Self Awareness for Emotional Decisions

What is self awareness? For starters it involves knowing your self. A person with self awareness knows about their own personality. They know their strengths and weaknesses. They know how they react under stress and whether it is to their benefit or not. They know what emotions they are feeling and how that affects their decisions. With this awareness they have an opportunity to change their decisions and actions to optimize success.

Self awareness is a kind of intelligence, but is distinctly different from just logical thinking intelligence. It is intangible and not measurable. A person can have a doctorate degree and still not have much awareness if they are not present with their emotions and the core beliefs behind their actions.

Our mind has an amazing imagination to dream up aspects of ourselves and then our attention gets hooked into thinking that the character in our imagination is us. Sometimes these characters have simple labels like, loser and winner, failure and success, ugly and beautiful, smart or stupid. When we believe these labels about ourselves, we feel different than when we don ‘t. When we feel different, we also act differently than when we are authentic.

If we believe and feel that someone will tell us “no” when asking for what we want, we will change our behavior. Just by imagining being told “no”, our imagination can conjure up images of being rejected and the corresponding emotions. We will not ask for what we want based on this assumption in our mind.

How does being self aware help us in making practical and useful changes in our life?

A client of mine, Gordon, was troubled by his behavior of investing in stocks. Gordon had previously bought a few hundred shares of a stock believing that it would go up. The stock price was now falling and he was losing thousands of dollars, yet he couldn’t bring himself to sell.

Gordon wasn’t aware of what was going on in his mind that facilitated this financially destructive behavior. In order to change his decision making process, he first needed to be aware of what it was.

I spent a few minutes asking critical questions about his thought process and his emotions. It turned out that one of the key questions Gordon asked when deciding to sell the stock was, “What is the stock going to do?” 

Gordon was able to answer clearly that, “I don ‘t know. I can ‘t predict the future. Nobody knows the future.”  These are intelligent answers, but without an answer to his question he felt confused. His emotional confusion about what the stock would do bled over when he was trying to decide to sell the stock or not.

Gordon ‘s decision making process was wired such that if he didn’t know the right thing to do, the default solution was to do nothing. That decision making tree may work in a lot of situations, but in this one it meant that he continued to lose money.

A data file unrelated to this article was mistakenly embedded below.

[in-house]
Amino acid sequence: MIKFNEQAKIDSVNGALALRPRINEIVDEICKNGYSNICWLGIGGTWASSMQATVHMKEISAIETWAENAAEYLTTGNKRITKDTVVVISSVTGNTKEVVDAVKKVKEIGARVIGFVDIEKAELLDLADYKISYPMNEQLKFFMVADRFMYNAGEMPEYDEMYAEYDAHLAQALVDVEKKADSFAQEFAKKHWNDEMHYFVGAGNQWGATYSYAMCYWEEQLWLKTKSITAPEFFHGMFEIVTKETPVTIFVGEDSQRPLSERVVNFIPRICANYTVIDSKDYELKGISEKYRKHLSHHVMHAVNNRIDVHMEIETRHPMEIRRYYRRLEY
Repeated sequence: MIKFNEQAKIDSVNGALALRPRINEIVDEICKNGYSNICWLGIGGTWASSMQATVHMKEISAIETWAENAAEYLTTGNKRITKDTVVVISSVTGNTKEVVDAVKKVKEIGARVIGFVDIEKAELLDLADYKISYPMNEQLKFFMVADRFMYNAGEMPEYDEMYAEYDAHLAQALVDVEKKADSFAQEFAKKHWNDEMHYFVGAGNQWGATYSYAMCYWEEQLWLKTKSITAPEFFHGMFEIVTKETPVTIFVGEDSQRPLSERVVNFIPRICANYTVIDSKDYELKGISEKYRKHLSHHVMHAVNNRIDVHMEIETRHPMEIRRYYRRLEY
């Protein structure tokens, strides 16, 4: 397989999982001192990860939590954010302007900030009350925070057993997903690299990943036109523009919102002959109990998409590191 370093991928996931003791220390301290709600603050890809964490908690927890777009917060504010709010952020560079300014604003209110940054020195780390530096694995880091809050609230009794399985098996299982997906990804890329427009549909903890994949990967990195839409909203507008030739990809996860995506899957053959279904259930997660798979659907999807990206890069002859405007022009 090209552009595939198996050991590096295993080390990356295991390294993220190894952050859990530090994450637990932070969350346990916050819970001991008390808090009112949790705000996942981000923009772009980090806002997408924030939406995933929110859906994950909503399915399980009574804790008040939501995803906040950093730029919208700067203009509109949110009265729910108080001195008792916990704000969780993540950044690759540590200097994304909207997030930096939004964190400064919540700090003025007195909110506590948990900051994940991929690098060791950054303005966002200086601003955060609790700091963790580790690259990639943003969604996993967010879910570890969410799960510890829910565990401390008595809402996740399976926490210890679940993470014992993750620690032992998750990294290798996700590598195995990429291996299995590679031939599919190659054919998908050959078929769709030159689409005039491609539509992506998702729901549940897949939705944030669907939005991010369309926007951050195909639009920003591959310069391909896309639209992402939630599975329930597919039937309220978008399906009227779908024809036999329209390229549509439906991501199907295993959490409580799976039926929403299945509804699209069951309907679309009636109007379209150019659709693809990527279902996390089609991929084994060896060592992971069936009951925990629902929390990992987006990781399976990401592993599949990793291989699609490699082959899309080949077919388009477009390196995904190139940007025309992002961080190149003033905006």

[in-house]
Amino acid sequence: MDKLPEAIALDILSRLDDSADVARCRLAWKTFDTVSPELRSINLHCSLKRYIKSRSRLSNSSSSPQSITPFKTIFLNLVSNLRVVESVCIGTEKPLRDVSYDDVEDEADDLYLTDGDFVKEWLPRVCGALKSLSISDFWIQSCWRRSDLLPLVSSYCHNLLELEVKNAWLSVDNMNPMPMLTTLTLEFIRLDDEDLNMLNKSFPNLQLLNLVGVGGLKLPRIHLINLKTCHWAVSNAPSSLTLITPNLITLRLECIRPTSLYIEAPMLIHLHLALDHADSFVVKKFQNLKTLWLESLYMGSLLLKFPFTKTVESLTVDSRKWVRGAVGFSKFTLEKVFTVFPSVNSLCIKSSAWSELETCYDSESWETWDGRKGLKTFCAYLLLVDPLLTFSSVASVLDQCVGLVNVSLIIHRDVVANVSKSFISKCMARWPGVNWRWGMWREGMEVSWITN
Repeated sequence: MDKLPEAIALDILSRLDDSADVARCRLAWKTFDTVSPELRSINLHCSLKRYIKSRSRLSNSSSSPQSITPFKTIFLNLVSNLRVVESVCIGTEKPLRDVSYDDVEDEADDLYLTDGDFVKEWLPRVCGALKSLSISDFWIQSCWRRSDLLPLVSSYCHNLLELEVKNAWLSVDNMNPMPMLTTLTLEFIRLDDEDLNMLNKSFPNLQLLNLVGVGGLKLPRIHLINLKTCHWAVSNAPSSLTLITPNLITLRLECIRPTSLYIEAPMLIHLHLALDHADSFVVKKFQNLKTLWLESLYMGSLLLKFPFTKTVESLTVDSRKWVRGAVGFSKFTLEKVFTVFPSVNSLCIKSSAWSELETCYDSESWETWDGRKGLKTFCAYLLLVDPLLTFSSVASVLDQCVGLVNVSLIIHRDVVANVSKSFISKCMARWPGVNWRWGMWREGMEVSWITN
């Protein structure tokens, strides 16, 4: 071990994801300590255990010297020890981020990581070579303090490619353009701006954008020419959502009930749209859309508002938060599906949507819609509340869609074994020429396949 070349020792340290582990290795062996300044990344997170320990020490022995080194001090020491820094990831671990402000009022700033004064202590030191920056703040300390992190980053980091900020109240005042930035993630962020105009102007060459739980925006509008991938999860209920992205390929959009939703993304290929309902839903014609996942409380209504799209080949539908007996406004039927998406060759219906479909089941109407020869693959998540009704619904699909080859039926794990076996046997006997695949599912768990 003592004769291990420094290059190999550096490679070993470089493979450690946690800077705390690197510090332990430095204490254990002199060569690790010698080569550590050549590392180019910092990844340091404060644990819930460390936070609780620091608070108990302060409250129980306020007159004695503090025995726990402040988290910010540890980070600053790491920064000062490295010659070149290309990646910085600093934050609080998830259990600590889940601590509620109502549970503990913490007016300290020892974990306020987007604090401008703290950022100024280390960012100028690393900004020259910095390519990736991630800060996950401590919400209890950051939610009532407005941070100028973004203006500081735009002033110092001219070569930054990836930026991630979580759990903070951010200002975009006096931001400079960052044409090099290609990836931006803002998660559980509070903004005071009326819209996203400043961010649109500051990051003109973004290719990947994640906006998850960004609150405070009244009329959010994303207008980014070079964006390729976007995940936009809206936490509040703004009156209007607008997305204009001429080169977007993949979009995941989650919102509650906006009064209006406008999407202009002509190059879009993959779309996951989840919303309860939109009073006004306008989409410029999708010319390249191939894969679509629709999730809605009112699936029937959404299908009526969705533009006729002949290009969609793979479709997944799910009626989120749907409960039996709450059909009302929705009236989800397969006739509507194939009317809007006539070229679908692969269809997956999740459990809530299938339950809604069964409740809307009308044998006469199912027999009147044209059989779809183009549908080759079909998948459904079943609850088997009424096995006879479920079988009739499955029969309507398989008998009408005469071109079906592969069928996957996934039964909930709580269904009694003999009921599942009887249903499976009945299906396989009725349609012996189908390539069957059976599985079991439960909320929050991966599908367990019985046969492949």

This do nothing solution path was also supported with fear of losing money if he sold the stock and it subsequently went up. He was afraid of doing the wrong thing, but didn’t know what the wrong thing might be.

Gordon wasn’t aware of his decision making process or how it was constructed of certain questions, thoughts, emotional reactions, and default solutions. As Gordon became more self aware he could see where certain decision making processes of his personality worked in his favor, and when they worked against him.

More specifically Gordon became more aware of a dangerously costly question, €œWhat will the stock do? € Once he became aware of this question, and the subsequent state of confusion it created, he could see how he created his own paralysis. That confusion was like quicksand and the trigger question was the path into it. Once he became aware of the pattern of his mind and emotions, he didn’t get trapped by trying to answer an impossible question.

One of the substitute questions I suggested to Gordon was, “Would I buy the stock now?” With this question he wasn’t tied to the confusing issue of predicting the future. If the answer was yes, then he could keep the stock. If the answer was no, he could sell it. There would be no reason to hang on to a stock that you wouldn’t want to buy.

This is just one small example of how self awareness can help you to change the emotionally self destructive patterns of your life. Self awareness is the key to making clearer decisions that help you to achieve your goals and create happiness in your life.

Related Material
Self Awareness
How to Create Happiness
Core Beliefs